Description

    Multimedia

  • George Segal, The Artist in his...

    Slide Notes

    Gallery 260

    We'll take a look at this sculpture by George Segal and try to figure out who this person may be. What sort of hairstyles might have been popular when this piece was made? What is the subject of the sculpture doing and why? 

    Details

    Description

    Multimedia

  • Egyptian Kings and Queens

    Slide Notes

    Gallery 207

    What type of people did this elegant sculpture picture? What sort of style did they have and how did this contribute to their character? Why would royalty have maintained a standard style over long periods of time and different rulers (similarly to some of the Roman pieces on the tour)? 

    Details

    King Menkaura (Mycerinus) and queen

    2490–2472 B.C.

    Dimensions

    Overall: 142.2 x 57.1 x 55.2 cm, 676.8 kg (56 x 22 1/2 x 21 3/4 in., 1492.1 lb.) Block (Wooden skirts and two top): 53.3 x 180 x 179.7 cm (21 x 70 7/8 x 70 3/4 in.)

    Medium

    Greywacke

    Classification

    Sculpture

    Accession Number

    11.1738

    Collections
    The Ancient World
    On View
    G.M. Lane Gallery (Egyptian Old Kingdom) - 207 More Info

    Description

    At twilight on January 10, 1910, a young boy beckoned George Reisner to the Menkaura Valley Temple. There, emerging from a robbers' pit into which they had been discarded were the tops of two heads, perfectly preserved and nearly life-size. This was the modern world's first glimpse of one of humankind's artistic masterworks, the statue of Menkaura and queen. The two figures stand side-by-side, gazing into eternity. He represents the epitome of kingship and the ideal human male form. She is the ideal female. He wears the nemes on his head, a long artificial beard, and a wraparound kilt with central tab, all of which identify him as king. In his hand he clasps what may be abbreviated forms of the symbols of his office. His high cheekbones, bulbous nose, slight furrows running diagonally from his nose to the corners of his mouth, and lower lip thrust out in a slight pout, may be seen on her as well, although her face has a feminine fleshiness, which his lacks. Traces of red paint remain on his face and black paint on her wig. His broad shoulders, taut torso, and muscular arms and legs, all modeled with subtlety and restraint, convey a latent strength. In contrast, her narrow shoulders and slim body, whose contours are apparent under her tight-fitting sheath dress, represent the Egyptian ideal of femininity. As is standard for sculptures of Egyptian men, his left foot is advanced, although all his weight remains on the right foot. Typically, Egyptian females are shown with both feet together, but here, the left foot is shown slightly forward. Although they stand together sharing a common base and back slab, and she embraces him, they remain aloof and share no emotion, either with the viewer or each other. Who is represented here? The base of the statue which is usually inscribed with the names and titles of the subject represented, was left unfinished and never received the final polish of most of the rest of the statue. Because it was found in Menkaura's Valley Temple and because it resembles other statues from the same findspot bearing his name, there is no doubt that the male figure is King Menkaura. Reisner suggested that the woman was Queen Kamerernebty II, the only of Menkaura's queens known by name. She, however, had only a mastaba tomb, while two unidentified queens of Menkaura had small pyramids. Others have suggested that she represents the goddess Hathor, although she exhibits no divine attributes. Because later kings are often shown with their mothers, still other scholars have suggested that the woman by Menkaura's side may be his mother. However, in private sculptures when a man and woman are shown together and their relationship is indicated, they are most often husband and wife. Because private sculpture is modeled after royal examples, this suggests that she is indeed one of Menkaura's queens, but ultimately, the name of the woman represented in this splendid sculpture may never be known.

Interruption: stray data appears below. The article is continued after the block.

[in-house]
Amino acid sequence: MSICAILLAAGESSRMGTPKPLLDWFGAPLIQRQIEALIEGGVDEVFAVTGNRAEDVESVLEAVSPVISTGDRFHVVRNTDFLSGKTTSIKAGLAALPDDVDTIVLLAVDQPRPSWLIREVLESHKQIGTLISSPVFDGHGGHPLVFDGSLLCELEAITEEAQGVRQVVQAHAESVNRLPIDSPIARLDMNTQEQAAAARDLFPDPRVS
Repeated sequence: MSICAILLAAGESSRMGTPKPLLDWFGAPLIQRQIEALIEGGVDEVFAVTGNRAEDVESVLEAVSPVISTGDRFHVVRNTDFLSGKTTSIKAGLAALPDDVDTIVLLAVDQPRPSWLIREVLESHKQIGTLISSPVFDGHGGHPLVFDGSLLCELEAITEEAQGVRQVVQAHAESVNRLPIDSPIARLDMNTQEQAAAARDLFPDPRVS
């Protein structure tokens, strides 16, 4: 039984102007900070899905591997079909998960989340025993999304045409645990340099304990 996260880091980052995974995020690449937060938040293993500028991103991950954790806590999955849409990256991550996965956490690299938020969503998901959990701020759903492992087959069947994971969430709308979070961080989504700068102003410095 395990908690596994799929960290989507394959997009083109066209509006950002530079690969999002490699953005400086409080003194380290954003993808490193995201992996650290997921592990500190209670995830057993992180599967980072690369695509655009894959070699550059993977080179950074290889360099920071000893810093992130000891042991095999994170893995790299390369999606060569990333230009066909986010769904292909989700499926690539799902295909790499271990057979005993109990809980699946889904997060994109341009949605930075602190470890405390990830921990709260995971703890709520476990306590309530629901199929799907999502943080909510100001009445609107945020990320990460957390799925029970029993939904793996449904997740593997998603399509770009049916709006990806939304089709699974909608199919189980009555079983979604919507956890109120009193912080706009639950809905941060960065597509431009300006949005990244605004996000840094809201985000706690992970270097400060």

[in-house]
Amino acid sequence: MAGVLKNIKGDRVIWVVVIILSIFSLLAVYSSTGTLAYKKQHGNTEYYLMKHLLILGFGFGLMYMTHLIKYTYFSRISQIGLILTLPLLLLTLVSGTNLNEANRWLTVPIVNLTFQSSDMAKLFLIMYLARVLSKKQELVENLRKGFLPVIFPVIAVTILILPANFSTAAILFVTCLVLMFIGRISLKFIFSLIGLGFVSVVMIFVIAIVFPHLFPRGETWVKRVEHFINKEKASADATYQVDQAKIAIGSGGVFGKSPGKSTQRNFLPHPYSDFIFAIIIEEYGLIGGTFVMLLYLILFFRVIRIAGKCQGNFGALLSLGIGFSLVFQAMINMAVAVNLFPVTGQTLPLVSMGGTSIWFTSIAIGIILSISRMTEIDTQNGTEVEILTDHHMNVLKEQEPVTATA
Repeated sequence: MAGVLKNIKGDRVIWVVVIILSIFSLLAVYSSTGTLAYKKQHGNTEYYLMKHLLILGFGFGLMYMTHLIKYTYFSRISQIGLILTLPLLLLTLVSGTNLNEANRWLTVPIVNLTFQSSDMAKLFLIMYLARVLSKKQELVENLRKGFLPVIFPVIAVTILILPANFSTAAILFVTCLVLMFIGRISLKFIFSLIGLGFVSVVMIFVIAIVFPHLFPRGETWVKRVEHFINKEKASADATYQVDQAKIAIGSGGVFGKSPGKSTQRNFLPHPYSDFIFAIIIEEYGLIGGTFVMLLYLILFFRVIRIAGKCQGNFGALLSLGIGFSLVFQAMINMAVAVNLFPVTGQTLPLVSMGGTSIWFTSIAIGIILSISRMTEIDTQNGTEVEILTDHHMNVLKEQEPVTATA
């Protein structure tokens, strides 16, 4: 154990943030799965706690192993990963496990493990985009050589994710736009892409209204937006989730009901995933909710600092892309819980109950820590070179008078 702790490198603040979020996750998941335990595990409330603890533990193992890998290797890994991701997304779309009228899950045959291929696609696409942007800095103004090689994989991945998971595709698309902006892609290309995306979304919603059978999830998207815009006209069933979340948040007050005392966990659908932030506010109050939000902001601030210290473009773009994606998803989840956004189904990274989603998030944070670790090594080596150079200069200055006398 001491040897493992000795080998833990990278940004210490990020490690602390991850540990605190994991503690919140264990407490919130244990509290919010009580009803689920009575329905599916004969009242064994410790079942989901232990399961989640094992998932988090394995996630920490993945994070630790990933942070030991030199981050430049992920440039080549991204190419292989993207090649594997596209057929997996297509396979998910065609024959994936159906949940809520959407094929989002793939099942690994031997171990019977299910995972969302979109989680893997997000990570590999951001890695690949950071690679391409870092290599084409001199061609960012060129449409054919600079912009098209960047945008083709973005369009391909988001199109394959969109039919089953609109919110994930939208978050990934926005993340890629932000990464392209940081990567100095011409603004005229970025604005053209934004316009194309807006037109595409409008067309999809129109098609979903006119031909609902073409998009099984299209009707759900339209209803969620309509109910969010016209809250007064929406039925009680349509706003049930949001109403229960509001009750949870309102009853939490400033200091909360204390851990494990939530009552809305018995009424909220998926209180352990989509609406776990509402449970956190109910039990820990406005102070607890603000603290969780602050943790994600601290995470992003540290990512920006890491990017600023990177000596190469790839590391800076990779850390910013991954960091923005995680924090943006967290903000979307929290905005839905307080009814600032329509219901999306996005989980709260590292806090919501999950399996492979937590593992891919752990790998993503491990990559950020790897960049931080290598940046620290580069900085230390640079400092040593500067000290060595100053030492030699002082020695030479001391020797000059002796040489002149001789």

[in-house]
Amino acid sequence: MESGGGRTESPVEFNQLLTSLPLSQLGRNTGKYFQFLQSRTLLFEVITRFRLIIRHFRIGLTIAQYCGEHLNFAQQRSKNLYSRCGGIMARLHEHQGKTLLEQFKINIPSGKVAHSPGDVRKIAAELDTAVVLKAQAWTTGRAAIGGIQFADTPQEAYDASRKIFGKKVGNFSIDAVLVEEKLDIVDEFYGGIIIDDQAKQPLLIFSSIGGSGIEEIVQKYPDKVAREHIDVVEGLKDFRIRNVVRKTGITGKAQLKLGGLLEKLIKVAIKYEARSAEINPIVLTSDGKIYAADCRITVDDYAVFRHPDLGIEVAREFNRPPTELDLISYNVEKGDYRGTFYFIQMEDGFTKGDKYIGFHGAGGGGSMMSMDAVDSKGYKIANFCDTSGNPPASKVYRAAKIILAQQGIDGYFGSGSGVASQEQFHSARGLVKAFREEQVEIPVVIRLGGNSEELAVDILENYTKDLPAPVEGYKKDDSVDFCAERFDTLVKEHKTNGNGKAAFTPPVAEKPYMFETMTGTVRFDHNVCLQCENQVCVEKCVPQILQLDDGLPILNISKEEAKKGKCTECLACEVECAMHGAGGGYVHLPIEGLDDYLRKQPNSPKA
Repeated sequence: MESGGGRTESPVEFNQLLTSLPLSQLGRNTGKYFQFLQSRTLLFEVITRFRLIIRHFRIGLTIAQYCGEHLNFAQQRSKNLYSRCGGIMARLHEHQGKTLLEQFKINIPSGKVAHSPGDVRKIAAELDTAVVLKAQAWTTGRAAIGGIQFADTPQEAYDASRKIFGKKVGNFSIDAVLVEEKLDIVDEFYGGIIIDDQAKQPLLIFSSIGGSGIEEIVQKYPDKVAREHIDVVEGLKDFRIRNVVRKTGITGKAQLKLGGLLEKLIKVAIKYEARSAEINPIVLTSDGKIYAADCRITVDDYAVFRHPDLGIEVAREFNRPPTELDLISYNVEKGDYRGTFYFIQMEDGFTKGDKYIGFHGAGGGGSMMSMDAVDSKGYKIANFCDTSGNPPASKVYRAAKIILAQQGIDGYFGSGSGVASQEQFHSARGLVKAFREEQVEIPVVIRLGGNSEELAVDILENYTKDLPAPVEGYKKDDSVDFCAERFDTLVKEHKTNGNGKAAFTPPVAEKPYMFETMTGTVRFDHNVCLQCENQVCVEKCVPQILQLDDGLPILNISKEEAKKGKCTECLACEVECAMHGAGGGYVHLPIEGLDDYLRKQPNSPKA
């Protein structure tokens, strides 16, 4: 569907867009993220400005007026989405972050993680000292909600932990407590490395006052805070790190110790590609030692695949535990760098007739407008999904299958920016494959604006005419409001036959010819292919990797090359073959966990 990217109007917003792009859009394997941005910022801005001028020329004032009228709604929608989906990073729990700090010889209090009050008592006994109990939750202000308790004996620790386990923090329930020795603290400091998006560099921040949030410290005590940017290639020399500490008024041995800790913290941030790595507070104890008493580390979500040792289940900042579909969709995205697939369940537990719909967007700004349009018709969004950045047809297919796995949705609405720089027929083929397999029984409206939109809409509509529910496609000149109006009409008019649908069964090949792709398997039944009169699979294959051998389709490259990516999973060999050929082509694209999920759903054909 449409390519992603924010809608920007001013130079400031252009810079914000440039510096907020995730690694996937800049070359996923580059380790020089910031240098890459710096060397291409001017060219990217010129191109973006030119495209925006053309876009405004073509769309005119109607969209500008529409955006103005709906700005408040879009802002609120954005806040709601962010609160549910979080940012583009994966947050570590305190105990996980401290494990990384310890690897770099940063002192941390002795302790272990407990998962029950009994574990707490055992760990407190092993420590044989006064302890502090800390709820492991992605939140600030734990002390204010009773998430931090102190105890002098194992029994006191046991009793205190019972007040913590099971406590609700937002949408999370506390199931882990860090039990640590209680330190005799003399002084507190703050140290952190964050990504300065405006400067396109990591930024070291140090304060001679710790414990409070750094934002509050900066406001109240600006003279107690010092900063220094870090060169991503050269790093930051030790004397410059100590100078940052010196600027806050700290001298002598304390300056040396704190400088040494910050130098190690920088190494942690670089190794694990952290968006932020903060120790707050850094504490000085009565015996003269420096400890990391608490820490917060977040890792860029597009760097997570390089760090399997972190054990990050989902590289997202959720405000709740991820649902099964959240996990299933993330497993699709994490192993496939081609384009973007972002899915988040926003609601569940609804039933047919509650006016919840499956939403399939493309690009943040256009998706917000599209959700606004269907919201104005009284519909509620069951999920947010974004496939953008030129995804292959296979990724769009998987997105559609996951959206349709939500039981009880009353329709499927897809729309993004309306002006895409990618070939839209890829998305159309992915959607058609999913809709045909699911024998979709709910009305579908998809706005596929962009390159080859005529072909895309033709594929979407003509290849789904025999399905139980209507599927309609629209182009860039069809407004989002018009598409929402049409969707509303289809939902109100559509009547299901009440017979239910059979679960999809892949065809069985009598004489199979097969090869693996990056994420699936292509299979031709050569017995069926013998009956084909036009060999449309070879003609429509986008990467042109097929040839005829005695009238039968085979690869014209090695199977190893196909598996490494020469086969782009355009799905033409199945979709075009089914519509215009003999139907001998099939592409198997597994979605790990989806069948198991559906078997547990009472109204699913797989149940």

Multimedia

  • Masking Tape People: Pre-tour...

    Slide Notes

    Join us down in the Alfond Auditorium Lobby, from 1:10PM to 1:30PM to make some little masking tape and mixed-media sculptures of different people and hairstyles!

    Details

    Description

    Multimedia